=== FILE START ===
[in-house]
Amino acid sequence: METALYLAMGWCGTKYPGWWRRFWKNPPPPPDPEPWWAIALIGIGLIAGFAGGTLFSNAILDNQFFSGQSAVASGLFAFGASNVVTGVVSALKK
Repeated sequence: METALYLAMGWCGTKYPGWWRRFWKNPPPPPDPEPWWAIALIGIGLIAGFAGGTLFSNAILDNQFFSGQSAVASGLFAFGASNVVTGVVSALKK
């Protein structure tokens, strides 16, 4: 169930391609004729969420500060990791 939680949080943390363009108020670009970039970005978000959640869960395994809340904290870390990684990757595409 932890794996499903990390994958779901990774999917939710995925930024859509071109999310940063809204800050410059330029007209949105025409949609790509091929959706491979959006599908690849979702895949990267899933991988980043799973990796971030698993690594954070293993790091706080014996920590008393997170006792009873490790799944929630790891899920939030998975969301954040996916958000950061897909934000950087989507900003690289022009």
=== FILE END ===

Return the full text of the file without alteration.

[in-house]
Amino acid sequence: METALYLAMGWCGTKYPGWWRRFWKNPPPPPDPEPWWAIALIGIGLIAGFAGGTLFSNAILDNQFFSGQSAVASGLFAFGASNVVTGVVSALKK
Repeated sequence: METALYLAMGWCGTKYPGWWRRFWKNPPPPPDPEPWWAIALIGIGLIAGFAGGTLFSNAILDNQFFSGQSAVASGLFAFGASNVVTGVVSALKK
């Protein structure tokens, strides 16, 4: 169930391609004729969420500060990791 939680949080943390363009108020670009970039970005978000959640869960395994809340904290870390990684990757595409 932890794996499903990390994958779901990774999917939710995925930024859509071109999310940063809204800050410059330029007209949105025409949609790509091929959706491979959006599908690849979702895949990267899933991988980043799973990796971030698993690594954070293993790091706080014996920590008393997170006792009873490790799944929630790891899920939030998975969301954040996916958000950061897909934000950087989507900003690289022009």